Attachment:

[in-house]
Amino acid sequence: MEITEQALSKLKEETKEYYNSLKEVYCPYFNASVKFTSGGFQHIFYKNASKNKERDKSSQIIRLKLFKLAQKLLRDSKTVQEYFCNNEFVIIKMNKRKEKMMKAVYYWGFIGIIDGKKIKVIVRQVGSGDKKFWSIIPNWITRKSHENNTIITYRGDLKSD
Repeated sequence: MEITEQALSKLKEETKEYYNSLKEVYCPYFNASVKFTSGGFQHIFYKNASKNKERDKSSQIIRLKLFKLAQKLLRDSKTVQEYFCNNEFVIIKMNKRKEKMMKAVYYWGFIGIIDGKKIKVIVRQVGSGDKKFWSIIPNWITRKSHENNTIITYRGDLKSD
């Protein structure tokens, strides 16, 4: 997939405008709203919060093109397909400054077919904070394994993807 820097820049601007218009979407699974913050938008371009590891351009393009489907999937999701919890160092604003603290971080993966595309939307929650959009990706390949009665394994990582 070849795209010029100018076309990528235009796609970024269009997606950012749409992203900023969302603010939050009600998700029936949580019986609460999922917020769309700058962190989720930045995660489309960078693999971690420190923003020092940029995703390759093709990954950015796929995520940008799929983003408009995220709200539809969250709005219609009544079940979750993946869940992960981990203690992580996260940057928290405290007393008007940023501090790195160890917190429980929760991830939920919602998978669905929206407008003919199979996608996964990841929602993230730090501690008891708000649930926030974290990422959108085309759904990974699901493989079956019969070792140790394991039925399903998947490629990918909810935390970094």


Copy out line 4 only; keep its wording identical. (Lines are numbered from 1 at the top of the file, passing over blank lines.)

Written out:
């Protein structure tokens, strides 16, 4: 997939405008709203919060093109397909400054077919904070394994993807 820097820049601007218009979407699974913050938008371009590891351009393009489907999937999701919890160092604003603290971080993966595309939307929650959009990706390949009665394994990582 070849795209010029100018076309990528235009796609970024269009997606950012749409992203900023969302603010939050009600998700029936949580019986609460999922917020769309700058962190989720930045995660489309960078693999971690420190923003020092940029995703390759093709990954950015796929995520940008799929983003408009995220709200539809969250709005219609009544079940979750993946869940992960981990203690992580996260940057928290405290007393008007940023501090790195160890917190429980929760991830939920919602998978669905929206407008003919199979996608996964990841929602993230730090501690008891708000649930926030974290990422959108085309759904990974699901493989079956019969070792140790394991039925399903998947490629990918909810935390970094």